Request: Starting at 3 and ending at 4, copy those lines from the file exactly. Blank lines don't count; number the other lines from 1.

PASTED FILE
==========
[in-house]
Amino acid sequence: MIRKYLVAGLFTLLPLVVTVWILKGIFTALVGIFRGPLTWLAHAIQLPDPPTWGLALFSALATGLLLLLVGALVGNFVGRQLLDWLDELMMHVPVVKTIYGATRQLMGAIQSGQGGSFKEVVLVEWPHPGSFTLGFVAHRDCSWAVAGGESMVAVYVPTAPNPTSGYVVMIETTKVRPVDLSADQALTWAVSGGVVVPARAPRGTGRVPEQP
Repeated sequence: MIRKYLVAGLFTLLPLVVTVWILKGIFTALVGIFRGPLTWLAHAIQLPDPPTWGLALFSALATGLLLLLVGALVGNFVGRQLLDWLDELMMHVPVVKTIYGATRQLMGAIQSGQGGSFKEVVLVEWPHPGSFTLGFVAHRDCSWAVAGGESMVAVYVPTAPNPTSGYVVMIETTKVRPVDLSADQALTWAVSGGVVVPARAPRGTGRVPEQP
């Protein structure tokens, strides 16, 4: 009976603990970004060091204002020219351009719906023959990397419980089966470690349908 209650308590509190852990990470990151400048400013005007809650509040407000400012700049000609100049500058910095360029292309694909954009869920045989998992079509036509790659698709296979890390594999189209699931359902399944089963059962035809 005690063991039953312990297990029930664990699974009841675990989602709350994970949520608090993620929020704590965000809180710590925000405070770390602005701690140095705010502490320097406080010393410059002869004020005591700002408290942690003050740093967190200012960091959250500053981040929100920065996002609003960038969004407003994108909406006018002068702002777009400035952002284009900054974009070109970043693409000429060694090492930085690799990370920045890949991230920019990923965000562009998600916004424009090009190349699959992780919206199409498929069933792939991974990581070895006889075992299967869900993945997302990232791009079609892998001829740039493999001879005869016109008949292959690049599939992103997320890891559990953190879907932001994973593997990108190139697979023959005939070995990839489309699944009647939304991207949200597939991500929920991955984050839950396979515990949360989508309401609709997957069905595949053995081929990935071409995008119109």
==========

Repeated sequence: MIRKYLVAGLFTLLPLVVTVWILKGIFTALVGIFRGPLTWLAHAIQLPDPPTWGLALFSALATGLLLLLVGALVGNFVGRQLLDWLDELMMHVPVVKTIYGATRQLMGAIQSGQGGSFKEVVLVEWPHPGSFTLGFVAHRDCSWAVAGGESMVAVYVPTAPNPTSGYVVMIETTKVRPVDLSADQALTWAVSGGVVVPARAPRGTGRVPEQP
């Protein structure tokens, strides 16, 4: 009976603990970004060091204002020219351009719906023959990397419980089966470690349908 209650308590509190852990990470990151400048400013005007809650509040407000400012700049000609100049500058910095360029292309694909954009869920045989998992079509036509790659698709296979890390594999189209699931359902399944089963059962035809 005690063991039953312990297990029930664990699974009841675990989602709350994970949520608090993620929020704590965000809180710590925000405070770390602005701690140095705010502490320097406080010393410059002869004020005591700002408290942690003050740093967190200012960091959250500053981040929100920065996002609003960038969004407003994108909406006018002068702002777009400035952002284009900054974009070109970043693409000429060694090492930085690799990370920045890949991230920019990923965000562009998600916004424009090009190349699959992780919206199409498929069933792939991974990581070895006889075992299967869900993945997302990232791009079609892998001829740039493999001879005869016109008949292959690049599939992103997320890891559990953190879907932001994973593997990108190139697979023959005939070995990839489309699944009647939304991207949200597939991500929920991955984050839950396979515990949360989508309401609709997957069905595949053995081929990935071409995008119109």